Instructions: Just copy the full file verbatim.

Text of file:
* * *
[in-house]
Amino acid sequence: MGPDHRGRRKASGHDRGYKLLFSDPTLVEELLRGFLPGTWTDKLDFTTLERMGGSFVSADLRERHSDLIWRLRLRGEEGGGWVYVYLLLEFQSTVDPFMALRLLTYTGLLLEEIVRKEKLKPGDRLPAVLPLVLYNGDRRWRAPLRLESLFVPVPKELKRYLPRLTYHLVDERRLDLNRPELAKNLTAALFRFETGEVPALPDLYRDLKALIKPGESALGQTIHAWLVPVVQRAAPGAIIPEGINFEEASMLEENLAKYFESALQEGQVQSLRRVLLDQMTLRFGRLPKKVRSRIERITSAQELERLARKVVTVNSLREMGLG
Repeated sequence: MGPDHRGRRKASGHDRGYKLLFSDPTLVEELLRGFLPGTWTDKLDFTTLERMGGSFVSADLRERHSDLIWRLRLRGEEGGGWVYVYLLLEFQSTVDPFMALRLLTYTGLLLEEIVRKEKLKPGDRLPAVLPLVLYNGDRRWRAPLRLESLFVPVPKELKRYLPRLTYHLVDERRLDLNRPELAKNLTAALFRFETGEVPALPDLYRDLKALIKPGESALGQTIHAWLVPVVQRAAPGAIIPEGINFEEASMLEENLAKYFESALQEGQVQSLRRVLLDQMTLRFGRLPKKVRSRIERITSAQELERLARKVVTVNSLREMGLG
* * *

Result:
[in-house]
Amino acid sequence: MGPDHRGRRKASGHDRGYKLLFSDPTLVEELLRGFLPGTWTDKLDFTTLERMGGSFVSADLRERHSDLIWRLRLRGEEGGGWVYVYLLLEFQSTVDPFMALRLLTYTGLLLEEIVRKEKLKPGDRLPAVLPLVLYNGDRRWRAPLRLESLFVPVPKELKRYLPRLTYHLVDERRLDLNRPELAKNLTAALFRFETGEVPALPDLYRDLKALIKPGESALGQTIHAWLVPVVQRAAPGAIIPEGINFEEASMLEENLAKYFESALQEGQVQSLRRVLLDQMTLRFGRLPKKVRSRIERITSAQELERLARKVVTVNSLREMGLG
Repeated sequence: MGPDHRGRRKASGHDRGYKLLFSDPTLVEELLRGFLPGTWTDKLDFTTLERMGGSFVSADLRERHSDLIWRLRLRGEEGGGWVYVYLLLEFQSTVDPFMALRLLTYTGLLLEEIVRKEKLKPGDRLPAVLPLVLYNGDRRWRAPLRLESLFVPVPKELKRYLPRLTYHLVDERRLDLNRPELAKNLTAALFRFETGEVPALPDLYRDLKALIKPGESALGQTIHAWLVPVVQRAAPGAIIPEGINFEEASMLEENLAKYFESALQEGQVQSLRRVLLDQMTLRFGRLPKKVRSRIERITSAQELERLARKVVTVNSLREMGLG